Configuring SAN and Creating VMs connected to SAN using NPIV on SLES10 SP2

By: brsuma

October 9, 2008 4:40 pm





Author: Suma B R

This article helps to create a npiv setup on SLES10 SP2 with XEN as hypervisor. This has been tried on Dell PowerEdge servers.

a) Configure VM Host to SAN

  1. Retrieve the node name (wwnn) and port name (wwpn) from the server to be configured as below:


Click to view.

  1. Log on to SAN configuration center and configure a connection for the server by providing the node name and port name. Separate every two digits of node and port name with “:” Eg: If node name is 0x2000001B3212A6B5 and port name is 0x2100001B3212A6B5 then Initiator should be: 


Click to view.


  1. Create a Virtual disk for the connection created in Step 2.


Click to view.

b) Configure VM to SAN

Follow the same steps as Step a) Configure VM host to SAN.

Note: Here the node name and port name can be any random. Just replace the last few digits or characters of the server node name and port names to get a unique wwnn and wwpn.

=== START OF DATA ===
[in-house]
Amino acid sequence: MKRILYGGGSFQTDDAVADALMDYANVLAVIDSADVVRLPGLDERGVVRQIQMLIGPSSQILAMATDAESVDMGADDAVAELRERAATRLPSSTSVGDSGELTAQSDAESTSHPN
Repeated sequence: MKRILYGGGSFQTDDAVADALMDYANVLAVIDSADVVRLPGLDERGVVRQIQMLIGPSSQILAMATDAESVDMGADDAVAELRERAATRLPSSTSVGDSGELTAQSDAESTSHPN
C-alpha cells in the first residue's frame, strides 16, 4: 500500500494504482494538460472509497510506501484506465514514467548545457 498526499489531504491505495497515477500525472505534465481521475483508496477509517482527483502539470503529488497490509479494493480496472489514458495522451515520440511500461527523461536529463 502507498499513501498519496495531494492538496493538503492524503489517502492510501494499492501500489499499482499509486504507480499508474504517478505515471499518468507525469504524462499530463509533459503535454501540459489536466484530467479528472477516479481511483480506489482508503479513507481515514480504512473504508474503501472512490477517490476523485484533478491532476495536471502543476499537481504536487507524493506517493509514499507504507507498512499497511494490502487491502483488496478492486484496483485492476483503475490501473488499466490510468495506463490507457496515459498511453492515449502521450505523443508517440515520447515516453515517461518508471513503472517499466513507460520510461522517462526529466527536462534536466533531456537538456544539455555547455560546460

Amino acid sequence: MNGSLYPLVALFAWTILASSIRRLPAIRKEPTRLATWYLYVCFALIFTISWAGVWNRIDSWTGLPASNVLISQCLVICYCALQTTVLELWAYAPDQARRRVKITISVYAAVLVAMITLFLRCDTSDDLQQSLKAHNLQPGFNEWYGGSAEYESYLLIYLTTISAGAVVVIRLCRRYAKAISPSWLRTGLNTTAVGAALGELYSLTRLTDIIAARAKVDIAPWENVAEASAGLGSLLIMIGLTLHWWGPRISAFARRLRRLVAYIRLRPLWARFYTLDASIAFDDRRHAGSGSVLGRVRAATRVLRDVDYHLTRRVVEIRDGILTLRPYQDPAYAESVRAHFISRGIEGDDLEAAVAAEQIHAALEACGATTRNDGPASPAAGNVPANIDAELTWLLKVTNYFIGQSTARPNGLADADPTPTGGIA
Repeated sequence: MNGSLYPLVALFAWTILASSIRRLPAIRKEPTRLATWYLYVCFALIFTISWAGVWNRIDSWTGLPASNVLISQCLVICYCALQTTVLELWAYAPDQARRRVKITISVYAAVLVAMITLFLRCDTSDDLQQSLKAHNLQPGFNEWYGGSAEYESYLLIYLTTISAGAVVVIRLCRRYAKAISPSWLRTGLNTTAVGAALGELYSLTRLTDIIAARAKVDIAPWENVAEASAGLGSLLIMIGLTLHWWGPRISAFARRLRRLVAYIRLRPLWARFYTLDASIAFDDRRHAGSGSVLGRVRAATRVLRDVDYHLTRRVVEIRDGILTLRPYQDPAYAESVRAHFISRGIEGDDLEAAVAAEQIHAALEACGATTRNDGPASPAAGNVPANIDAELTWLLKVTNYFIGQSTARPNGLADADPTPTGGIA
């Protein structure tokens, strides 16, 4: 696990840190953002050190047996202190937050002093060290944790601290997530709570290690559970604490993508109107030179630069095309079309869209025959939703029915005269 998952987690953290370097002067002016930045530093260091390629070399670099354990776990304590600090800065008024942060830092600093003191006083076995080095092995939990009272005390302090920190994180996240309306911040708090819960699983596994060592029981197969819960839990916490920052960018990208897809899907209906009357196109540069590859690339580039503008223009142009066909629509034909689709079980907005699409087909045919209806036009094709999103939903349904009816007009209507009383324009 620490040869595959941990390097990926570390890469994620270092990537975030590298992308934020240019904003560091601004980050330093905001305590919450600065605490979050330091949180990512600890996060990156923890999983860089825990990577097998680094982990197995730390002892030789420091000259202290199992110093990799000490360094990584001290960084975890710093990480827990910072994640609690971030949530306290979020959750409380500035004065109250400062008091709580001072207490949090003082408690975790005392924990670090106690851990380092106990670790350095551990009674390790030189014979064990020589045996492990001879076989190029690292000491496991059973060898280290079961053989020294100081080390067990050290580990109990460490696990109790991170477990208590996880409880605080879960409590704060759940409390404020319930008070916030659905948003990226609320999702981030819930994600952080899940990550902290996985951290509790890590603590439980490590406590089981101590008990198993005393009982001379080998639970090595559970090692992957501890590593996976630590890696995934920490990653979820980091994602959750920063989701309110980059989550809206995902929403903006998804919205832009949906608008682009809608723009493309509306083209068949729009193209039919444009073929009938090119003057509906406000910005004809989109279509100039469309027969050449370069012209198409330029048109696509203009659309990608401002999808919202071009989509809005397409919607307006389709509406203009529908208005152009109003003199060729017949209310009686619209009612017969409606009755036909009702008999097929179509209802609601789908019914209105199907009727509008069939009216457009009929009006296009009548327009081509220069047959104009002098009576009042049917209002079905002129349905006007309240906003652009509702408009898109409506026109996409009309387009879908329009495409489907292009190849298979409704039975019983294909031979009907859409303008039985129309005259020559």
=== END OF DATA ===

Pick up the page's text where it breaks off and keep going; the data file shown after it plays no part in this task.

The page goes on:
Eg: 20:00:00:00:C9:77:DE:AD:20:00:00:00:C9:77:FA:CE


c) Create VMs Connected to SAN

  1. Open VM manager, the command is virt-manager.
  2. Select the desired OS time and move to the “Summary” page. Select the “Disks” section to add npiv storage disk.


Click to view.

  1. In the “Virtual Disk” page, for “Source” provide a link for the storage disk in the format, npiv:<san id>-<wwpn>-<wwnn>-<target id>-<lun>. 
    Eg. npiv:100000051e09e3da-20000000c977fbce-20000000c977dead-500601604ba00d11-0


Click to view.

  1. Continue the VM installation by providing the installation source and complete process.
  2. After the installation, the vm file under /etc/xen/vm should look like the following:

Click to view.

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Categories: SUSE Linux Enterprise Server, Technical Solutions, Virtualization

Disclaimer: As with everything else in the SUSE Blog, this content is definitely not supported by SUSE (so don't even think of calling Support if you try something and it blows up).  It was contributed by a community member and is published "as is." It seems to have worked for at least one person, and might work for you. But please be sure to test, test, test before you do anything drastic with it.